Biden Asks Senate Secretary to Look for Records of Tara Reade Complaint

May 2, 2020 Updated: May 4, 2020

Presumptive Democratic presidential nominee Joe Biden officially asked the secretary of the U.S. Senate to search for a complaint allegedly filed by a woman who worked for Biden in 1993.

Tara Reade, 56, says she filed a complaint with a Senate office after Biden, 77, a senator at the time, sexually assaulted her at the U.S. Capitol.

“I am writing to request your assistance in determining whether 27 years ago a staff member in my United States Senate office filed a complaint alleging sexual harassment,” Biden wrote to Julie Adams, the secretary.

Biden said Friday morning that he’d ask Adams to inquire with the National Archives about the complaint in question.

The National Archives told The Epoch Times in a statement, “Any records of Senate personnel complaints from 1993 would have remained under the control of the Senate.”

Biden noted the National Archives statement in his letter to Andrews.

“Accordingly, I request that you take or direct whatever steps are necessary to establish the location of the records of this Office, and once they have been located, to direct a search for the alleged complaint and to make public the results of the search,” Biden wrote.

The public release should also include “any and all other documents” that relate to the allegation, he added.

A spokeswoman for Adam’s office told The Epoch Times that legal counsel determined “the Secretary has no discretion to disclose any such information as requested in Vice President Biden’s letter of May 1.”

U.S. Senate Majority Leader Mitch McConnell
Senate Majority Leader Mitch McConnell (R-Ky.) holds a press conference after a pro forma session where the Senate passed a nearly $500 billion package to further aid small businesses due to the COVID-19 pandemic, at the U.S. Capitol in Washington on April 21, 2020. (Saul Loeb/AFP via Getty Images)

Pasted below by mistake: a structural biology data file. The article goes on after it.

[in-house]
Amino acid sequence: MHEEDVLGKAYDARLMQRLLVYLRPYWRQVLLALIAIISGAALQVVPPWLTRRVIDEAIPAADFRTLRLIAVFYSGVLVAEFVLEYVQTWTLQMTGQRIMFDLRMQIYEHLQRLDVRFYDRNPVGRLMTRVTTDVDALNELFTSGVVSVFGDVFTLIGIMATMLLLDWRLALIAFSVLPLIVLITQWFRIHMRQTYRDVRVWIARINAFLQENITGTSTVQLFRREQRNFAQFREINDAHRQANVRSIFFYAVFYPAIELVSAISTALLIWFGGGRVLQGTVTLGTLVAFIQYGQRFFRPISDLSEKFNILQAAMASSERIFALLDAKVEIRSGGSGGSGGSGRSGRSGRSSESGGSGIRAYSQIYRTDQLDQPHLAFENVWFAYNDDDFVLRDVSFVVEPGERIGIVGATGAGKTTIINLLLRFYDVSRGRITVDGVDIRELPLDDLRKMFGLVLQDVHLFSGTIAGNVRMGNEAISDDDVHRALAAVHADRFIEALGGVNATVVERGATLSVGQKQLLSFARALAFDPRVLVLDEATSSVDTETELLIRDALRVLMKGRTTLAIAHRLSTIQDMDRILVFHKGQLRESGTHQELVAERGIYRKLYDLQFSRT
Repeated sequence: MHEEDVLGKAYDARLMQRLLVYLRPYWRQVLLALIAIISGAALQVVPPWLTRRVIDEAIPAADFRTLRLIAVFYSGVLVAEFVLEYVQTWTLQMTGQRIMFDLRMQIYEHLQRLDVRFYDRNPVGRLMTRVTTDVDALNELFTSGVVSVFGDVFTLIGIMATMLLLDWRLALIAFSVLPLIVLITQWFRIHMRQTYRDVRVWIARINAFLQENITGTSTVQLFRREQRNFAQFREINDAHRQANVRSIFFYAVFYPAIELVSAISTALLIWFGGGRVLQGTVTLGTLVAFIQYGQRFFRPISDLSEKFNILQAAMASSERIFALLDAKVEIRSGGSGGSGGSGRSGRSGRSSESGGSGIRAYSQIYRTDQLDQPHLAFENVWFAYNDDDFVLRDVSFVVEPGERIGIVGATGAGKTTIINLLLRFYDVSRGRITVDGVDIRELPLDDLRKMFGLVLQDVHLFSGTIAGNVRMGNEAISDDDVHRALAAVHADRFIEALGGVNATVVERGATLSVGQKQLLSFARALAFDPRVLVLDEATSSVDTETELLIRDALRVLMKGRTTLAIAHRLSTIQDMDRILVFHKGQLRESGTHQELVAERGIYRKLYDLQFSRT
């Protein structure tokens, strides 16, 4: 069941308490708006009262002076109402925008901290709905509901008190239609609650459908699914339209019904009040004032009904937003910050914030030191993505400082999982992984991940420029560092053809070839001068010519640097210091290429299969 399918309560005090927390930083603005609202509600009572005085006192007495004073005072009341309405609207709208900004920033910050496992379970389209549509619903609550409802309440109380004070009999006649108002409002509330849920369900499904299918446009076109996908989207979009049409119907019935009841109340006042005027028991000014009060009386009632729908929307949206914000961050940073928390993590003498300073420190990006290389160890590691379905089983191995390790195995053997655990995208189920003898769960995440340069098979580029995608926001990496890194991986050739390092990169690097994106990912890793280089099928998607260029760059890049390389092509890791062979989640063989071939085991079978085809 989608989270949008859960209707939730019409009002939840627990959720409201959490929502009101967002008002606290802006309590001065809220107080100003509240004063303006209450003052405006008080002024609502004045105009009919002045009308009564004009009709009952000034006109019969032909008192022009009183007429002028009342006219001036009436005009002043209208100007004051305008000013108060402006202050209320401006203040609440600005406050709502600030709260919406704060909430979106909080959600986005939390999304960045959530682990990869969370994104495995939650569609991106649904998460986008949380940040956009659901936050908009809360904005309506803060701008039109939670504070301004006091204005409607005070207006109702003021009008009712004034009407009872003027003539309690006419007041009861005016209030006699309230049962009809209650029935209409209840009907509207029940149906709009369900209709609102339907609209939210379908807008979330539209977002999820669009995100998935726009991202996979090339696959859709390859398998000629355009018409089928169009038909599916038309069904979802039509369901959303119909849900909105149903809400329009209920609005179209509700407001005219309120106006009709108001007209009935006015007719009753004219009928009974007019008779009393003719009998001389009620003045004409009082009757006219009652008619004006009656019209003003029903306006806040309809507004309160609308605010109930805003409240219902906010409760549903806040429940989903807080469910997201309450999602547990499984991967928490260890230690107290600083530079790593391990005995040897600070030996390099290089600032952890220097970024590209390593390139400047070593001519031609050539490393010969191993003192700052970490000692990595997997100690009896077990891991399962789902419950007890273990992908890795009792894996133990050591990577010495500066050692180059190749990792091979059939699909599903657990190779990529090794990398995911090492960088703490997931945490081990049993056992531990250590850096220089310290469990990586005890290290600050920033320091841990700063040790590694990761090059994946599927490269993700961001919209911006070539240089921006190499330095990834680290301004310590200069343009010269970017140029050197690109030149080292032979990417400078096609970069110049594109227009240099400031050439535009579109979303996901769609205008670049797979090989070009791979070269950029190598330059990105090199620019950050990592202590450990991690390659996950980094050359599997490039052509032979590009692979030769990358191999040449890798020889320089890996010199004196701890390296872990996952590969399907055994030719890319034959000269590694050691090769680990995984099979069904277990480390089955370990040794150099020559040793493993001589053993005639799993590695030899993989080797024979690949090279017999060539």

Adams was elected to her position in 2015. She previously served on the staff of Sen. Mitch McConnell (R-Ky.) and as spokeswoman for First Lady Laura Bush.

Reade said last year that Biden sexually harassed her, elevating the accusation to sexual assault in March, then filing a police report with District of Columbia police.

Biden has also been accused of inappropriately touching other women, including Lucy Flores, a former member of the Nevada State Assembly, and former congressional aide Amy Lappos.

While Biden is seeking records relating to Reade from the Senate, he refused to ask for the release of a large set of records relating to his time in the Senate. Biden represented Delaware from 1973 to 2009 before becoming vice president.

“Look, there’s one place that she could file the complaint and … all those records from that office are in the archives and they’re controlled by the Senate. That’s where personnel documents would be if they exist. That’s where the complaint would be if it exists,” Biden said during a televised interview Friday.

The University of Delaware acquired the records, which include more than 1,850 boxes and extensive electronic data.

Biden repeatedly said a narrow search for only records relating to Reade shouldn’t happen.

The university originally planned to release the records two years after Biden’s last day in public office but in April 2019, just before Biden announced a bid for the presidency, it said the documents won’t be released until the later date of Dec. 31, 2019, or two years after the donor retires from public life.

Andrea Boyle Tippett, a spokeswoman for the college, told The Epoch Times in an email that researchers are currently curating the collection.

“As the curating process is not complete, the papers are not yet available to the public,” she said.

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